History From America's Most Famous Valleys
The Indian In His Wigwam
Characteristics of The Red Race of America
From Original Notes and Manuscripts
By Henry R. Schoolcraft
Dewitt & Davenport
This is a lengthy book and covers many of the Red Race who
are not native to New York State. Pertinent parts of the book will be posted.
Thanks to Pamela Wozniak and David Collins for loaning this book for the purpose of using it on our website.
SKETCHES OF THE LIVES OF
NOTED RED MEN AID WOMEN,
WHO HAVE APPEARED ON THE WESTERN CONTINENT.
BRANT, RED JACKET, UNCAS, MIONTONIMO.
A NOTICE OF THE BIOGRAPHIES OF THE LATE COL. WILLIAM L. STONE, PREPARED FOR THE
THE Egyptians embalmed their dead in myrrh and spices, but the blessed art of printing has given us a surer and less revolting method of preserving and transmitting to posterity, all that is truly valuable in the plaudits of virtue, worth, and honor. Books thus become a more permanent memorial than marble, and by their diffusion scatter those lessons among all mankind, which the age of mounds and hieroglyphics, stone and papyrus, had confined to the tablet of a shaft, or the dark recesses of a tomb or a pyramid. It is never to be forgotten, that in the development of this new phasis in the history of the human race, it was printing that first lit the lamp of truth, and has driven on the experiment, till the boundaries of letters have well nigh become co-extensive with the world. If we do not widely err, there is no part of the globe, where books of all descriptions have become so cheap and abundant as they are at this time in the United States, and, laying aside all other considerations, we may find a proof of the position stated in the fact, that our vernacular literature is no longer confined to the production of school books, the annals of law and divinity, the age of muddy pamphlets, or the motley pages of the newspaper. We have no design to follow up these suggestions by showing how far the study of the natural sciences, the discussion of political economy, or the advances of belles-lettres, have operated to produce this result; far less to identify those causes, in the progress of western arts and commerce, which have concurred to bring down the price of books, and scatter the blessings of an untrammelled press, among all classes. It is sufficient for our purpose to say that even the lives of our distinguished native chieftains have come in for a share of modern notice, and, we feel proud to add, of a notice which, so far as it reaches, is worthy of the subject. And should our contributions on this head, for the last few years, be equally well followed up for a few years to come, even the desponding strains of one of their own impersonated, heroes can no longer be repeated, with perfect truth:
" They sink, they pass; they fly, they go,
Like a vapor at morning's dawn,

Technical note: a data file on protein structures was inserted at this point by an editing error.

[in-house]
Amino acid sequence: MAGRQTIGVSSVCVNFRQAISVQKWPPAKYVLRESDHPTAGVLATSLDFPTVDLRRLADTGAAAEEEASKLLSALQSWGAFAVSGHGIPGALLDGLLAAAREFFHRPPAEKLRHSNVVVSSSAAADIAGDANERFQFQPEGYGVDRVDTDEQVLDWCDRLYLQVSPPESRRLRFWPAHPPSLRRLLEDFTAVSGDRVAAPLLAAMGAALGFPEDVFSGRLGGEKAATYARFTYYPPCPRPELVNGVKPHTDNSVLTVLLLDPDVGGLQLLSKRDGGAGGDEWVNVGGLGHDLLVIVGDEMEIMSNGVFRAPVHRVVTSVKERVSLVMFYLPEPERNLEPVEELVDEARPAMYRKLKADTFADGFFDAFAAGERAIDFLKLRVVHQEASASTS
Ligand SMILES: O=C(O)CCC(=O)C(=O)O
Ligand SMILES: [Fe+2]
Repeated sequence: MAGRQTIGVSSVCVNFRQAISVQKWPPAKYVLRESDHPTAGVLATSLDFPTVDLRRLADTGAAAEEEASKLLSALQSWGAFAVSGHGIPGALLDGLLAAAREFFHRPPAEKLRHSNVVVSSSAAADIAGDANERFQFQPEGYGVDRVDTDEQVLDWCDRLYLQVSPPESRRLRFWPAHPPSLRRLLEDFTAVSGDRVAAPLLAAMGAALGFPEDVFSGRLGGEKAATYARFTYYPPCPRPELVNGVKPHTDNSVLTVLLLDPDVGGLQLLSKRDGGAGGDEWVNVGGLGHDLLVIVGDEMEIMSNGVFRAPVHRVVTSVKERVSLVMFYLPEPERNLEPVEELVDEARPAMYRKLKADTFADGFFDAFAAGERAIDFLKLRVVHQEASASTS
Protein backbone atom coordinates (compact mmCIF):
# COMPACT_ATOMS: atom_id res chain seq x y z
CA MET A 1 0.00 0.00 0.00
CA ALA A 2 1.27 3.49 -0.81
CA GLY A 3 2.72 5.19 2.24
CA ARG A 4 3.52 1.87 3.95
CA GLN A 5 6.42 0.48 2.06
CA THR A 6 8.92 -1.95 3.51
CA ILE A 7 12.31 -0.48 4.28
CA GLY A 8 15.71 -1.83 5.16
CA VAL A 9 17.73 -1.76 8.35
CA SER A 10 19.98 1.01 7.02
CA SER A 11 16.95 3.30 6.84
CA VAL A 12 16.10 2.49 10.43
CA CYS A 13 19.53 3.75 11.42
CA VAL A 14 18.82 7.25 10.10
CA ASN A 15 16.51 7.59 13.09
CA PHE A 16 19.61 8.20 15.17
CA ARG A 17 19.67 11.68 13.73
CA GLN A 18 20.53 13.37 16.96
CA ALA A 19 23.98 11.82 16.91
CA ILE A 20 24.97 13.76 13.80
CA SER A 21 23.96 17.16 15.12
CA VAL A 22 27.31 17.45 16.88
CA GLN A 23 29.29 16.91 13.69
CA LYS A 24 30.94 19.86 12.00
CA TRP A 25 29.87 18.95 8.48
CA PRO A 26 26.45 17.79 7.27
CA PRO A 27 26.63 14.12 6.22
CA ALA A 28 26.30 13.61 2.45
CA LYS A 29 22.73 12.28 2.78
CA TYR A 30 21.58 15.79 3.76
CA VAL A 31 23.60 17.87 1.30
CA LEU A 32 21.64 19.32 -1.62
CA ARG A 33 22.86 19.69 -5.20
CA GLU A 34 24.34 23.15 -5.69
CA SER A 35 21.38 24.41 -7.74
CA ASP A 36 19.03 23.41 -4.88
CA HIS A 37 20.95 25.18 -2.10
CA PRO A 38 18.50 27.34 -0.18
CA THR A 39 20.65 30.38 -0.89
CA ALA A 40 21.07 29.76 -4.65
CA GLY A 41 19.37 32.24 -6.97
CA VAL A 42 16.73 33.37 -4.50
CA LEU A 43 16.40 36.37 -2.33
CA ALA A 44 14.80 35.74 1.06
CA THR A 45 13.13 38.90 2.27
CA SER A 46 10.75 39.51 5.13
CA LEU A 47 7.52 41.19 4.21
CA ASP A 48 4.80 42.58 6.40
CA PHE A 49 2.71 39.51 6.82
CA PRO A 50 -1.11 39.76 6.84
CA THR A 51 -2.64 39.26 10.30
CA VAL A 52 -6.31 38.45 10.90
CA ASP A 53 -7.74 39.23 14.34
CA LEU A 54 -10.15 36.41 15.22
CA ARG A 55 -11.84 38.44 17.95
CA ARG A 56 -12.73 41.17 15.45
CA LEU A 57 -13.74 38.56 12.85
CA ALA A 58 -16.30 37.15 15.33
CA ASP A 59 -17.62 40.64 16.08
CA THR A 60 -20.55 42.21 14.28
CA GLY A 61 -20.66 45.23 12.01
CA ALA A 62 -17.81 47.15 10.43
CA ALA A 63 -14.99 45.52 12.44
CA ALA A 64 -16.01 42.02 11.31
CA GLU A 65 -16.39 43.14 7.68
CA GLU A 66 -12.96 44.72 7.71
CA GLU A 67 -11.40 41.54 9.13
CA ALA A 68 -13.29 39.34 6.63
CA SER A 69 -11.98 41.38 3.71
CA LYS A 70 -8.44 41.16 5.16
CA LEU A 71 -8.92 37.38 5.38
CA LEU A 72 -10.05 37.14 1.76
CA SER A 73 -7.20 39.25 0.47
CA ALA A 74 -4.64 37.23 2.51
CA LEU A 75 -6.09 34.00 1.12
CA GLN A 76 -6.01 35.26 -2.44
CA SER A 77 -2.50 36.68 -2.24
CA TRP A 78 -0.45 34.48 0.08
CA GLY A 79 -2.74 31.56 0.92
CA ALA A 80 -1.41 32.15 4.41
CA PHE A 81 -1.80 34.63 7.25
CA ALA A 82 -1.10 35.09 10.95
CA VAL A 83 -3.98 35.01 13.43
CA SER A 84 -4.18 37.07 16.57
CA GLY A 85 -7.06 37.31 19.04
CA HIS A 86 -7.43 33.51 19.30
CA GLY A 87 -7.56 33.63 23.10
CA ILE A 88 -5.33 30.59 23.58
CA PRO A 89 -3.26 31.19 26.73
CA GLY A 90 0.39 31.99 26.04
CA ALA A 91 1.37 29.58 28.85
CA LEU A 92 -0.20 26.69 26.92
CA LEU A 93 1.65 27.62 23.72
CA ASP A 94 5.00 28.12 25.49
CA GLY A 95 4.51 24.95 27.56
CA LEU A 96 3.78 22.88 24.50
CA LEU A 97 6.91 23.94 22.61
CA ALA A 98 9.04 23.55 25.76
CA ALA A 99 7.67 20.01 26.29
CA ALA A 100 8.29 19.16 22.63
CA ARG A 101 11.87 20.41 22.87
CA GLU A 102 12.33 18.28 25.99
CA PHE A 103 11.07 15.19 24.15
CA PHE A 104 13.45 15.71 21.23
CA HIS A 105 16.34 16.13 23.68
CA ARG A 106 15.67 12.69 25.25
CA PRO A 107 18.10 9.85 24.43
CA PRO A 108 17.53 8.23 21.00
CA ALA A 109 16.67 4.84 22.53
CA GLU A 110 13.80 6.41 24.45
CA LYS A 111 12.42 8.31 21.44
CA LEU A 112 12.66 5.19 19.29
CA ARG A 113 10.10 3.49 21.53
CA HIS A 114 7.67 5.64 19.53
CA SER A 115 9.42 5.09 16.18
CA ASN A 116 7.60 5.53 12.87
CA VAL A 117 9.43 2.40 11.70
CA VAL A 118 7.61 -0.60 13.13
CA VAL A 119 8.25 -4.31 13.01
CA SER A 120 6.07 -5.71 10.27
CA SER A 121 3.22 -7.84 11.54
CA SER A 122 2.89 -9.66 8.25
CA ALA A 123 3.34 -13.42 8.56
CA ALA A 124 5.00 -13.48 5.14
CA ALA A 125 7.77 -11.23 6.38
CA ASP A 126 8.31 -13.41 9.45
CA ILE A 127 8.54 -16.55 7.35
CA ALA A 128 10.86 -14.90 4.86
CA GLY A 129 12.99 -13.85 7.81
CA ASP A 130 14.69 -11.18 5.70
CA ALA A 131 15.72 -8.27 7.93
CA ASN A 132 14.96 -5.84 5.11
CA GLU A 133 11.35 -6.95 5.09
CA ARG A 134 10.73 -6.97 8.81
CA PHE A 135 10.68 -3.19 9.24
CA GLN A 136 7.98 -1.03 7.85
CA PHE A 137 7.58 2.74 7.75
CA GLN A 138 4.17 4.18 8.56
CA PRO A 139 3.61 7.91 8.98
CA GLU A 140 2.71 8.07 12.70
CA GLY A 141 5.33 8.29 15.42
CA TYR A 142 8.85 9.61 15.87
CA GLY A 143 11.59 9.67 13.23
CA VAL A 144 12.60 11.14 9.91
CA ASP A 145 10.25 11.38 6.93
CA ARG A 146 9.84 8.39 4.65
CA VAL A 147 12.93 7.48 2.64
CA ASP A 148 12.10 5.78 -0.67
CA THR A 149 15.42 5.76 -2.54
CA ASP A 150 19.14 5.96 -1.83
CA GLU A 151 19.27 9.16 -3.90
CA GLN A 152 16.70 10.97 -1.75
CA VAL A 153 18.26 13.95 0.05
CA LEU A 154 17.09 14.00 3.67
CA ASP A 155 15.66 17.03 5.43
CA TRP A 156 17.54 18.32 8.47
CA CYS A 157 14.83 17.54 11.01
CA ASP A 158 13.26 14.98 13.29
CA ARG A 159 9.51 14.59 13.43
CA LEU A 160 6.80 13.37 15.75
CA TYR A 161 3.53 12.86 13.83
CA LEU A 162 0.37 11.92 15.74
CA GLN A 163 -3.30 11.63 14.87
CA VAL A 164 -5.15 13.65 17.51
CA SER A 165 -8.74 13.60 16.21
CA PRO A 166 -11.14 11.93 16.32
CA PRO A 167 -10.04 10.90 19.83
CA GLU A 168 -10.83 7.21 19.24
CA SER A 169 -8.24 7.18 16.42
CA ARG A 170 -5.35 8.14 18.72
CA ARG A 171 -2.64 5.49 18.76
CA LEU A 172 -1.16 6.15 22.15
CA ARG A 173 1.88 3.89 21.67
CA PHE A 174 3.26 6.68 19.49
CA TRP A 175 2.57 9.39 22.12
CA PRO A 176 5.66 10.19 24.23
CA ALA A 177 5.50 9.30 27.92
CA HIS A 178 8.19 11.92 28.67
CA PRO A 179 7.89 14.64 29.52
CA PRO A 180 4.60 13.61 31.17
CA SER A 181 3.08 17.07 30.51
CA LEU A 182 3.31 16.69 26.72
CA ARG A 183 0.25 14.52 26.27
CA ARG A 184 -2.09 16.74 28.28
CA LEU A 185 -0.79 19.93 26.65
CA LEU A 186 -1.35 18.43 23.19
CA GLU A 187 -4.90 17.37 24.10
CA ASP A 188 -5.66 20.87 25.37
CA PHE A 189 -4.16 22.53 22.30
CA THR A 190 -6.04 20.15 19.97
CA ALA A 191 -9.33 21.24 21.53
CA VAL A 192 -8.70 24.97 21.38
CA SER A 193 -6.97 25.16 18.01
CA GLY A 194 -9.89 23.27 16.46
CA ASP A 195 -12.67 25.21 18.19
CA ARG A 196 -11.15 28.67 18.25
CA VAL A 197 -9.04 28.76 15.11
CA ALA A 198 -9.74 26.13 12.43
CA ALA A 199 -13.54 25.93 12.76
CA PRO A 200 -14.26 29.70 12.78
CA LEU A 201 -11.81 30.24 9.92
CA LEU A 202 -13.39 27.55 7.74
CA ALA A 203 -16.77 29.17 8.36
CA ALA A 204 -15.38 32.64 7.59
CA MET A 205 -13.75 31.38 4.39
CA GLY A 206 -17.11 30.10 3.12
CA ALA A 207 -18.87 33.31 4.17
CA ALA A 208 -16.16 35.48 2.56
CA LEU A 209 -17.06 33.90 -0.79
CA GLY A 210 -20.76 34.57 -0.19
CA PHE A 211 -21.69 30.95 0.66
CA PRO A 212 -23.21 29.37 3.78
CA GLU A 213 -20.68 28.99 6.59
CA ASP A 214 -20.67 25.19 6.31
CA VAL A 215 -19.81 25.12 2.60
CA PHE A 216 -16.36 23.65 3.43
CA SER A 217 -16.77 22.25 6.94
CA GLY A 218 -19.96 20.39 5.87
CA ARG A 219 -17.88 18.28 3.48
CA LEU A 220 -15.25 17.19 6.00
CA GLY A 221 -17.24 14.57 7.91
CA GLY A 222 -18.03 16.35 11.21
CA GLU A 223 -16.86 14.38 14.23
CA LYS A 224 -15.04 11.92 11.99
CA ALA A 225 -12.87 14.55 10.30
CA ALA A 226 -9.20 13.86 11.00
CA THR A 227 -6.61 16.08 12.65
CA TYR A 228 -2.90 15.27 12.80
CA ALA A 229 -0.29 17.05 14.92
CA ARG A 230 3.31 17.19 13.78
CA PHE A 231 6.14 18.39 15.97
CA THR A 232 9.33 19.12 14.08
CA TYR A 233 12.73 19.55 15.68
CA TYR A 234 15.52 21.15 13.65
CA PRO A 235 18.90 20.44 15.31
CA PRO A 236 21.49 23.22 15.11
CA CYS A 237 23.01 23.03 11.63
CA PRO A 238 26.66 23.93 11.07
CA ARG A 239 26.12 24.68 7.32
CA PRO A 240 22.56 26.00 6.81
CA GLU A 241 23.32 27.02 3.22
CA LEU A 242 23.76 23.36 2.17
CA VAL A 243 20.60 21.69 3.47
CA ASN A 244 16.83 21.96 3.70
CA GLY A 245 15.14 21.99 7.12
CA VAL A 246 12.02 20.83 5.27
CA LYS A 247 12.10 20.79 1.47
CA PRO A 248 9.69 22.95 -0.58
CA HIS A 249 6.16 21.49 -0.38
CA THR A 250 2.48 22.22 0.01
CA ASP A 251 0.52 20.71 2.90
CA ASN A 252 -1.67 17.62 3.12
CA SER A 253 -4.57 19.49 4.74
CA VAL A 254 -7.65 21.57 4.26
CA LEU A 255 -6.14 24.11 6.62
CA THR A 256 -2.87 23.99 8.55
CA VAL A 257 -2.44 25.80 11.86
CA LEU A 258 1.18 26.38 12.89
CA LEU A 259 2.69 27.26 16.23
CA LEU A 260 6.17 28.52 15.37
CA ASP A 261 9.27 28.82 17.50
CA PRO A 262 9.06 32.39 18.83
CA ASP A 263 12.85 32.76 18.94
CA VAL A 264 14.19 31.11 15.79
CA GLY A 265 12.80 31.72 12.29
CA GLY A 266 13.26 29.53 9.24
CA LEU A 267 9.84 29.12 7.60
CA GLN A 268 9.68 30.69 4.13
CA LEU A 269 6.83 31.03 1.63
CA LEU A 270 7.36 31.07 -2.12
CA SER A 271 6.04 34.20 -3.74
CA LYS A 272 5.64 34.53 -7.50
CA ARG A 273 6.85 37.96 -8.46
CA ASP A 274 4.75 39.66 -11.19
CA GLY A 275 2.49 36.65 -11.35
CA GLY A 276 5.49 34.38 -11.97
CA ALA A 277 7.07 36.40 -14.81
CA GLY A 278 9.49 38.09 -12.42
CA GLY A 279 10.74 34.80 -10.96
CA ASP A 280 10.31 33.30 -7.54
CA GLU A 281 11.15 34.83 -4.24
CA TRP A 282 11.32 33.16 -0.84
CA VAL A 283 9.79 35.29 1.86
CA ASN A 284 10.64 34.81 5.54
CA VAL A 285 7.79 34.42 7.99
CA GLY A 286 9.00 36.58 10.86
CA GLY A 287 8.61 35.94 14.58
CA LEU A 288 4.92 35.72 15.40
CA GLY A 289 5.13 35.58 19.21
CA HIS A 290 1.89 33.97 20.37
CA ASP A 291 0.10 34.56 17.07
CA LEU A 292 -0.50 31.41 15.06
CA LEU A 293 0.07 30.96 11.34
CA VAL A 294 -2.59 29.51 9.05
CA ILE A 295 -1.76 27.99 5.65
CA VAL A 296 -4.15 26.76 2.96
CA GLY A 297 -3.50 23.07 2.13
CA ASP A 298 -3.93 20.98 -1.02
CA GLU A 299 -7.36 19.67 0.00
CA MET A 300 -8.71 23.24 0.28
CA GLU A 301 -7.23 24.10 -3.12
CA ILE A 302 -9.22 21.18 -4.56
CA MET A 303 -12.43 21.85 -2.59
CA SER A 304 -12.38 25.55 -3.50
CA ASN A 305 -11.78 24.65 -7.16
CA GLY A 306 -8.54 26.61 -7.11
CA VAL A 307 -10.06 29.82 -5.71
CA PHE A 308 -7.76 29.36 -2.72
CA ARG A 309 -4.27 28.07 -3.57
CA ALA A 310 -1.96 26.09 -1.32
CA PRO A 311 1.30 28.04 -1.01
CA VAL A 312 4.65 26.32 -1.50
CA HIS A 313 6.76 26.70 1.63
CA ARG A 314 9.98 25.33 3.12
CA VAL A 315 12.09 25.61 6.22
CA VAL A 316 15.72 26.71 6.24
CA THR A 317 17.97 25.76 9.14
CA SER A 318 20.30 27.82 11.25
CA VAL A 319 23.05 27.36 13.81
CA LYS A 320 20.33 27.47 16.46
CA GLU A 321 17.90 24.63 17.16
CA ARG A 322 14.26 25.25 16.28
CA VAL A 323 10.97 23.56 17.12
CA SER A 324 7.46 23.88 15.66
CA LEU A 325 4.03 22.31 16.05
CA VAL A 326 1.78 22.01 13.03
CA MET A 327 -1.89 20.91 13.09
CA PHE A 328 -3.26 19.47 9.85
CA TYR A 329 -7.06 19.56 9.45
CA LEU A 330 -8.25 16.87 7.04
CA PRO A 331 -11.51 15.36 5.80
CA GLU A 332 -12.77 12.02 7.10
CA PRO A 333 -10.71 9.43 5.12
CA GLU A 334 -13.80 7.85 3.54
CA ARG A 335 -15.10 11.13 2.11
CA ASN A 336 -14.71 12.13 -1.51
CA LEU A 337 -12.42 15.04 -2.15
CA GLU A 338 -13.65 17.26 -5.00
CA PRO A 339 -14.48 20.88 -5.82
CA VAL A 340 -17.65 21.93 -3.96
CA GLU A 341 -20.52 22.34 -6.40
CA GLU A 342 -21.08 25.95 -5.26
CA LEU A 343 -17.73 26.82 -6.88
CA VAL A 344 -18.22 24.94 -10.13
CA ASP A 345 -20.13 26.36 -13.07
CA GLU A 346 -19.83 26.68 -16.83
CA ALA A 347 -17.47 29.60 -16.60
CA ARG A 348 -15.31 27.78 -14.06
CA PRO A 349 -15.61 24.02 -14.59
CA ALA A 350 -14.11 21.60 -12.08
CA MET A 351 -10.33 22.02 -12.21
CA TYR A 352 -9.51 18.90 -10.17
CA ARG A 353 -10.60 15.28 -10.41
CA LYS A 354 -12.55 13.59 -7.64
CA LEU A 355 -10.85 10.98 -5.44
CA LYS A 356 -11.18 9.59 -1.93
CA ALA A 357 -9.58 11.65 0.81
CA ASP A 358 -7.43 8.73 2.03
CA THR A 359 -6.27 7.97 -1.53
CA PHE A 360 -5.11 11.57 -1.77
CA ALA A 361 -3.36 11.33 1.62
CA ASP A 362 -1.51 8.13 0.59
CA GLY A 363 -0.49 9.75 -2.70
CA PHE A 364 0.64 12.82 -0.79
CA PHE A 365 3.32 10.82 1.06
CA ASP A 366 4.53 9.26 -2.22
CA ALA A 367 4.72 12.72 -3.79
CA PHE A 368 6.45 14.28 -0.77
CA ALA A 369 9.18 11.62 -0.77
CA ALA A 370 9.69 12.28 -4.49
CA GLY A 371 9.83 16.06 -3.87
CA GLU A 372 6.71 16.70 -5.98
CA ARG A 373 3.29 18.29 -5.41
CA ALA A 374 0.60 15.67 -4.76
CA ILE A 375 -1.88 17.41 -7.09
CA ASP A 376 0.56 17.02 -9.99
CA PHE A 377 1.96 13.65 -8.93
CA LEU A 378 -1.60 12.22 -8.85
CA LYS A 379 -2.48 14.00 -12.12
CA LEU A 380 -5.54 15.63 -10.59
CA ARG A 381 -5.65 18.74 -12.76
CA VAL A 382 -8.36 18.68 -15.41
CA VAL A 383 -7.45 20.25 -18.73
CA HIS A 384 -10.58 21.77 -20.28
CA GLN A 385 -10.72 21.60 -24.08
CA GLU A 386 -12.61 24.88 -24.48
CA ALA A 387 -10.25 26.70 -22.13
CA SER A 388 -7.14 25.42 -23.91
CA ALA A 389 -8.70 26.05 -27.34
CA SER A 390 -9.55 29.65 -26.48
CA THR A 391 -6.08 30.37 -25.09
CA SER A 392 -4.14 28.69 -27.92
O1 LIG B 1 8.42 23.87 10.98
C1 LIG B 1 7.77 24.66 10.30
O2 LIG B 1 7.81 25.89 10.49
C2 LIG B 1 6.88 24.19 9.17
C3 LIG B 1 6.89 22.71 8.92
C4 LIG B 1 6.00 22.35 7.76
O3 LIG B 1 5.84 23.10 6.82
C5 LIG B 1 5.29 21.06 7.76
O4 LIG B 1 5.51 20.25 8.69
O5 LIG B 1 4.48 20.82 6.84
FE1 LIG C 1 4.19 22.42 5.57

Or a flash of light, whose sudden glow
Is seen, admired, and gone.
" They died ; but if a brave man bleeds,
And fills the dreamless grave,
Shall none repeat his name, his deeds,
Nor tell that he was brave ?"
To no one in our literary annals is the public so much indebted for rescuing from oblivion the traits and character of the four celebrated chiefs whose names stand at the head of this article, as to the able author of these biographies, William L. Stone. Gifted with a keen perception of the questions of right and wrong, which turn upon the planting of the colonies among barbarians, who more than idled away their days upon a soil which they did not cultivate-with a deep sympathy in their fate and fortunes, on the one hand, and the paramount claims of letters and Christianity on the other, he has set himself to the task of rendering justice to whom justice belongs, with the ardor of a philanthropist, and the research of a historian. He appears to have planned a series of biographies which, if completed, will give a connected view of the leading tribes who occupied New York, Connecticut, Rhode Island, and Massachusetts, with a range in the examination of contemporary men and collateral topics, which embraces a wide circle. And he has filled up the outlines of his plan, thus far, in a manner, which leaves but little to glean in the path which he has trod. If the extension of this circle, and the, large amount of contemporaneous matter brought in, has, in the minds of some, abstracted too large a share of attention, and left the biographies with less unity and compactness than they would otherwise have assumed, this is exclusively the fault of their plan, so far as it is acknowledged, and not of the execution. And for this course of extension there is a plea to be found in the nature of the subject, in the treatment of which, scantiness of material was often sought to he supplied by the introduction of collateral and, sometimes extraneous matter.
We propose briefly to notice the series of these biographies in their order of publication. In his first work on Brant, he has presented, in living colors, the great Mohawk of 1776, who rose up to crush that confederacy which Washington and his compeers had pledged their lives to maintain. Brant was a man of power and capacities, mental and physical beyond his tribe ; and was so situated, in the actual contest, as to throw a greater weight into the scale against us, than any other, or all of the hostile chiefs of the Red Race put together. If he could, not, like Ariel, call up the "spirits of the vasty deep," he could, at his bidding, summon together the no less malignant spirits of the woods, who fell upon our sleeping hamlets with the fury of demons. And whether at Johnson Hall or Niagara, at Cherry Valley or Schoharie, on the waters of the Oriskany or the Chemung, he was the ruling and informing spirit of the contest.